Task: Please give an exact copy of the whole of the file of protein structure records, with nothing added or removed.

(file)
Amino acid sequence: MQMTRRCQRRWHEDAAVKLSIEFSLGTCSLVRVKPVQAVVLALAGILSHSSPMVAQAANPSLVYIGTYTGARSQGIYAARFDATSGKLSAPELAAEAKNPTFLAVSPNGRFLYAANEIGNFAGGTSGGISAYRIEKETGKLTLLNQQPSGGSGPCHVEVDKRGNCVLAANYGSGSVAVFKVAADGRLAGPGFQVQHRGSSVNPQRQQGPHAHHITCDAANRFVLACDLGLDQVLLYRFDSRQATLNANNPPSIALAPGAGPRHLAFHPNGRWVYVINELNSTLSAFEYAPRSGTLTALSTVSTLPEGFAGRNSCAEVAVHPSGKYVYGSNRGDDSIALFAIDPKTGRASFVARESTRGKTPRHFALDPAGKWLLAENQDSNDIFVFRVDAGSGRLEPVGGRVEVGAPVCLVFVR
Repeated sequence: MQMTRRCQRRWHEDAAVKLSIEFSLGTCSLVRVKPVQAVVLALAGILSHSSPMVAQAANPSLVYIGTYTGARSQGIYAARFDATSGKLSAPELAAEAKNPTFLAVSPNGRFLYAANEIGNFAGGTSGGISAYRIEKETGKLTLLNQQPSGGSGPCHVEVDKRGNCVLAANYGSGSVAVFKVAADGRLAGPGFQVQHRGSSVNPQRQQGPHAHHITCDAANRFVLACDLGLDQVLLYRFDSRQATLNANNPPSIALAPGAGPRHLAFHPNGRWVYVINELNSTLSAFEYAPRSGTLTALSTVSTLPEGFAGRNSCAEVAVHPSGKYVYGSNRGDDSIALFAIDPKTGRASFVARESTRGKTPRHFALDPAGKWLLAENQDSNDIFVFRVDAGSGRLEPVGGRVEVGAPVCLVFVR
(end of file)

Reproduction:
Amino acid sequence: MQMTRRCQRRWHEDAAVKLSIEFSLGTCSLVRVKPVQAVVLALAGILSHSSPMVAQAANPSLVYIGTYTGARSQGIYAARFDATSGKLSAPELAAEAKNPTFLAVSPNGRFLYAANEIGNFAGGTSGGISAYRIEKETGKLTLLNQQPSGGSGPCHVEVDKRGNCVLAANYGSGSVAVFKVAADGRLAGPGFQVQHRGSSVNPQRQQGPHAHHITCDAANRFVLACDLGLDQVLLYRFDSRQATLNANNPPSIALAPGAGPRHLAFHPNGRWVYVINELNSTLSAFEYAPRSGTLTALSTVSTLPEGFAGRNSCAEVAVHPSGKYVYGSNRGDDSIALFAIDPKTGRASFVARESTRGKTPRHFALDPAGKWLLAENQDSNDIFVFRVDAGSGRLEPVGGRVEVGAPVCLVFVR
Repeated sequence: MQMTRRCQRRWHEDAAVKLSIEFSLGTCSLVRVKPVQAVVLALAGILSHSSPMVAQAANPSLVYIGTYTGARSQGIYAARFDATSGKLSAPELAAEAKNPTFLAVSPNGRFLYAANEIGNFAGGTSGGISAYRIEKETGKLTLLNQQPSGGSGPCHVEVDKRGNCVLAANYGSGSVAVFKVAADGRLAGPGFQVQHRGSSVNPQRQQGPHAHHITCDAANRFVLACDLGLDQVLLYRFDSRQATLNANNPPSIALAPGAGPRHLAFHPNGRWVYVINELNSTLSAFEYAPRSGTLTALSTVSTLPEGFAGRNSCAEVAVHPSGKYVYGSNRGDDSIALFAIDPKTGRASFVARESTRGKTPRHFALDPAGKWLLAENQDSNDIFVFRVDAGSGRLEPVGGRVEVGAPVCLVFVR